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Carnegie Mellon University’s Swarun Kumar On How 5G Technology May Improve and Impact Our Lives

An Interview With David Liu

5G could improve our lives in many ways. The speed up offered with 5G networks would improve the download speeds and streaming quality for applications such as gaming, HD video streaming, and video conferencing. It could also enable new applications that are latency-sensitive such as augmented reality and connectivity for autonomous cars. 5G could also enable smart infrastructure, smart homes, smarter factories, and workplaces by connecting ubiquitous sensors ranging from traffic lights, roadside sensors, and thermostats.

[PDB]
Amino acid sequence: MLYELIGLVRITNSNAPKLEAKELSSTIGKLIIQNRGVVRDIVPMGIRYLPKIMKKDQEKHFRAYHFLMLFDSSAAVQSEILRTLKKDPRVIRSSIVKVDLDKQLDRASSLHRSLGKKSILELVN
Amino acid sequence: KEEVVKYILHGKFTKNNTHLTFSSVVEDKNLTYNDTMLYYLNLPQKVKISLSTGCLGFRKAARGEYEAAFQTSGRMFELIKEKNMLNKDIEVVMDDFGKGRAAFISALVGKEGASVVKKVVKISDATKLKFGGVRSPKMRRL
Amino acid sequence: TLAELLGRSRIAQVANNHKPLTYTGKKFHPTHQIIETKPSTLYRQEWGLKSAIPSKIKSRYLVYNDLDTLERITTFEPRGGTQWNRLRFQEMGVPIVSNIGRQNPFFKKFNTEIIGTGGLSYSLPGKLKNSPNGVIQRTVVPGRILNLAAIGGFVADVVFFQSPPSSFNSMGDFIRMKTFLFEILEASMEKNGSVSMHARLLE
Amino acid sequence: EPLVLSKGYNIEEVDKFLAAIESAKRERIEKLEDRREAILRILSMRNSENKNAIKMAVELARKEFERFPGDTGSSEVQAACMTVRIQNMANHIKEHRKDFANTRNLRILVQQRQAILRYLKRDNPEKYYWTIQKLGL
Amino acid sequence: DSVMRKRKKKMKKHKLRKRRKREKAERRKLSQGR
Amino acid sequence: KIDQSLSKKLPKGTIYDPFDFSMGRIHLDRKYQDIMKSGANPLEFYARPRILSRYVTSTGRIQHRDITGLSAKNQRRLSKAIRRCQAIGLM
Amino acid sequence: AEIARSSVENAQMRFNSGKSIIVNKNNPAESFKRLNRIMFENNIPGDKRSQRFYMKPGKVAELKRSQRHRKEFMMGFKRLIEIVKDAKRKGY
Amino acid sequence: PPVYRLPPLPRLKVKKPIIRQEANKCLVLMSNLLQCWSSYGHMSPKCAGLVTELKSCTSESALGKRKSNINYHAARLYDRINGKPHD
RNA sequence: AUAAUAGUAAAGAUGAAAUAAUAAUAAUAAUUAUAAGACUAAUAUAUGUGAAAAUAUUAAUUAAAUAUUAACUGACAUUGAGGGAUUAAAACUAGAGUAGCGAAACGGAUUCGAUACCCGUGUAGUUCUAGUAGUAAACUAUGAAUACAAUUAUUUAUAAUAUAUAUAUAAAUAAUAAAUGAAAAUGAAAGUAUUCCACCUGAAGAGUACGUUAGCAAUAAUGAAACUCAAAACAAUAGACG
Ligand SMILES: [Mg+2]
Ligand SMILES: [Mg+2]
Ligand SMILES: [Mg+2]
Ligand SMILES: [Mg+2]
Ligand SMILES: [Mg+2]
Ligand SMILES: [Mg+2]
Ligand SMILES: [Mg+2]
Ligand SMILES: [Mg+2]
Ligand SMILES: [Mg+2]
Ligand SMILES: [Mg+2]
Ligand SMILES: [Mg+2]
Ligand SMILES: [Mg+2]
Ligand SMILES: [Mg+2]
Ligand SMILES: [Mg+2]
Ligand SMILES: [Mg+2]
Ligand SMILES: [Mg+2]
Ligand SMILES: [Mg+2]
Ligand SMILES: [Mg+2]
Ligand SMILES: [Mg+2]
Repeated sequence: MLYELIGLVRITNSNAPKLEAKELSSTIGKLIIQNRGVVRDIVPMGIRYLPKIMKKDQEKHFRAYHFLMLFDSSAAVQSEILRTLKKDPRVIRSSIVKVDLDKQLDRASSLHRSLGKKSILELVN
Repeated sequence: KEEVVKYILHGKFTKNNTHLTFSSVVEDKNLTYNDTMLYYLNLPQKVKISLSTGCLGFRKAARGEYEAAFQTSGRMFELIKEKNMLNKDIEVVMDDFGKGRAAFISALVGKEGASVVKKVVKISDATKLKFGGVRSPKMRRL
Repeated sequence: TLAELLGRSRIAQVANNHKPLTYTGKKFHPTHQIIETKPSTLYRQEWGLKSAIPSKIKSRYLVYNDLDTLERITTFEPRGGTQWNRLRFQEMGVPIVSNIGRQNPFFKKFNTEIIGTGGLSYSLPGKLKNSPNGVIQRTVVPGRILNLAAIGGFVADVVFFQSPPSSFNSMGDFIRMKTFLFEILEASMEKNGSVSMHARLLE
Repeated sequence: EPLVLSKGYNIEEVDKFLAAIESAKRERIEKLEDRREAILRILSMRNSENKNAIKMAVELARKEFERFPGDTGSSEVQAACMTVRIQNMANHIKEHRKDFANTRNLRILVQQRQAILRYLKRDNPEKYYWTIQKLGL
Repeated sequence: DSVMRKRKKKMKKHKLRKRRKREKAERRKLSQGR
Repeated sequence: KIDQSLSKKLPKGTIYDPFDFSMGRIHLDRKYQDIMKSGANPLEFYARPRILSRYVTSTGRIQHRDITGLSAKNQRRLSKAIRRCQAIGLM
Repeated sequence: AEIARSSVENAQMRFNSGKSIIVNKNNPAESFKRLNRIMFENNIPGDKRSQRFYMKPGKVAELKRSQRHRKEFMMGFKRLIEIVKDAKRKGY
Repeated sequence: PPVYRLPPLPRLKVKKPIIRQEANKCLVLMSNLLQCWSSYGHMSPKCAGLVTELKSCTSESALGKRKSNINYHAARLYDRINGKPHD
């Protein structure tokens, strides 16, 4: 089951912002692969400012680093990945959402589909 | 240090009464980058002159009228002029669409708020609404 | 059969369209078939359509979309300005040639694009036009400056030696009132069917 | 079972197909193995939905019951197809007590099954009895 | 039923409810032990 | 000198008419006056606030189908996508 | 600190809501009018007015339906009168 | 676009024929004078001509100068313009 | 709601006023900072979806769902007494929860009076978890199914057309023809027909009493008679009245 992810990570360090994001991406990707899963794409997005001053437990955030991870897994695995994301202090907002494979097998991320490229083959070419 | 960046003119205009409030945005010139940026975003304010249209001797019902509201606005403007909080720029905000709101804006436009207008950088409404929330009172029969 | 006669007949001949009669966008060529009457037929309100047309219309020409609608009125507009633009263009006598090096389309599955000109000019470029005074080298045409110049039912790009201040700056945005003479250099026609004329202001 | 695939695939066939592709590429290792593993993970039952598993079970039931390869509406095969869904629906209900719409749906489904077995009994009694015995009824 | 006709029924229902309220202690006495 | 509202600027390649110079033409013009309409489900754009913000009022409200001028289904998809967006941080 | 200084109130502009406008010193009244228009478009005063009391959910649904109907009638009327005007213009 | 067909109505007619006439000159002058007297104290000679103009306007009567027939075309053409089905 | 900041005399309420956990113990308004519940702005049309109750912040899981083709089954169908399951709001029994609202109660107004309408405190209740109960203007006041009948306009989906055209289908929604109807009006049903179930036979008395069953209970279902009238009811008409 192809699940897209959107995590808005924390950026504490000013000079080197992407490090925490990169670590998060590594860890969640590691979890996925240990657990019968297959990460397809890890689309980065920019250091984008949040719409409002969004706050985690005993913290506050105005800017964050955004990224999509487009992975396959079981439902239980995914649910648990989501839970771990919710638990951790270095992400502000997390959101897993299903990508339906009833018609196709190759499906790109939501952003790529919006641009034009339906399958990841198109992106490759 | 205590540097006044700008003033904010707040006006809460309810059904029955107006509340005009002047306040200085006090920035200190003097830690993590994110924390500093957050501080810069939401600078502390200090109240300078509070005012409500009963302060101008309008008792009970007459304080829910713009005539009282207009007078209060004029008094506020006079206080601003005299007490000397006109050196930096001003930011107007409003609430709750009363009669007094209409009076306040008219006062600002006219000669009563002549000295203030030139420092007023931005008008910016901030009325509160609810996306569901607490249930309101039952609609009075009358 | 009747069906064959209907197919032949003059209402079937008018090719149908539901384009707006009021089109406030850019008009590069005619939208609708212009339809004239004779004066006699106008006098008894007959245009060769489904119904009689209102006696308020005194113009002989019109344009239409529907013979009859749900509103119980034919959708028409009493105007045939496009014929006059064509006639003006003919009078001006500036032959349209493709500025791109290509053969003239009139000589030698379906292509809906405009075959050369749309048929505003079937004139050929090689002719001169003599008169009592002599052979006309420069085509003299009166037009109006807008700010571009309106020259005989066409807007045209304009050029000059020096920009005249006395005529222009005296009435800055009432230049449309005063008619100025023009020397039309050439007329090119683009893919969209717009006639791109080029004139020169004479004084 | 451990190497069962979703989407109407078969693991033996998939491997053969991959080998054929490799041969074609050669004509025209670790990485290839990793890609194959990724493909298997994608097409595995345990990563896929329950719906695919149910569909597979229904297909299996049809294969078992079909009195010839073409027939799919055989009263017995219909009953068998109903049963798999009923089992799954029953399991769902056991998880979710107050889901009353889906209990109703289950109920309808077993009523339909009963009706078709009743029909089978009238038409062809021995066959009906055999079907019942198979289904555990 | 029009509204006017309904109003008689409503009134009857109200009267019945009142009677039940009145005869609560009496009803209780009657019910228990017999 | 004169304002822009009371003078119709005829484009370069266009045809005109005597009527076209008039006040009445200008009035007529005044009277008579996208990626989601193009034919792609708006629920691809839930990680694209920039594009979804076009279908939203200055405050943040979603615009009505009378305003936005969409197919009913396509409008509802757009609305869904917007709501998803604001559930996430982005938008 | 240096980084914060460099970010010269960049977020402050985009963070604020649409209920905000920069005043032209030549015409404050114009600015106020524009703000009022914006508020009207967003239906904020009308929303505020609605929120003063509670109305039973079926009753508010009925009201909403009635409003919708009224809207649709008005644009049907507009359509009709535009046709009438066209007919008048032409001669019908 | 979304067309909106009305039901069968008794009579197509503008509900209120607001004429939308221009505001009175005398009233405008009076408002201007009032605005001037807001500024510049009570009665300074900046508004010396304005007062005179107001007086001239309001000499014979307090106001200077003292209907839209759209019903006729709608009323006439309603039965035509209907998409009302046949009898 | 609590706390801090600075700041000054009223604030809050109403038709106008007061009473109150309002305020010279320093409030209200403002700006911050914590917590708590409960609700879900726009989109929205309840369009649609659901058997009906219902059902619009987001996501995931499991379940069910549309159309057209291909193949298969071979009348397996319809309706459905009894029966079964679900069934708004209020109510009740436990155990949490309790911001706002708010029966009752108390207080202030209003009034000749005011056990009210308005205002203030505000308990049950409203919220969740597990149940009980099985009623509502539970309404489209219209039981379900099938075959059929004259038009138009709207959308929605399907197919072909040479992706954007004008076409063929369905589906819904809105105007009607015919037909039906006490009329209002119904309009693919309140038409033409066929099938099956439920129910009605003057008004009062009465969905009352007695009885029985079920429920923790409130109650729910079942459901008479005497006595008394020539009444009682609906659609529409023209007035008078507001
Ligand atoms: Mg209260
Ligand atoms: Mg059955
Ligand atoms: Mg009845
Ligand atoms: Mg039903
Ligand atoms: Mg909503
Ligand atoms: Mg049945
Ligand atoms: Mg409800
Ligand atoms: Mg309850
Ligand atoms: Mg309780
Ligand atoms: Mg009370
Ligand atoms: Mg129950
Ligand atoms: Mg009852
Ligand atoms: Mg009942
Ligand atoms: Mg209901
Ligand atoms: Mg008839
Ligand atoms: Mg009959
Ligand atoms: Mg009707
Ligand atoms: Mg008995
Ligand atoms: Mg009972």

5G infrastructure is being installed around the world. At the same time, most people have not yet seen what 5G can offer. What exactly is 5G? How will it improve our lives? What are the concerns that need to be addressed before it is widely adopted?

In our series, called, How 5G Technology May Improve and Impact Our Lives, we are talking to tech and telecom leaders who can share how 5G can impact and enhance our lives.

As a part of this series, I had the pleasure of interviewing Swarun Kumar.

Swarun Kumar is an Assistant Professor at Carnegie Mellon University’s Electrical and Computer Engineering Department with an affiliate appointment in the Computer Science Department and the Human-Computer Interaction Institute. His research builds next-generation wireless network protocols and services. Swarun leads the Emerging Wireless Technologies Laboratory at CMU. He is a recipient of the 2021 SIGBED Early Career Researcher award, the NSF CAREER award, and the Google Faculty Research award. Swarun received the George Sprowls Award for best Ph.D. thesis in Computer Science at MIT and the President of India gold medal at IIT Madras.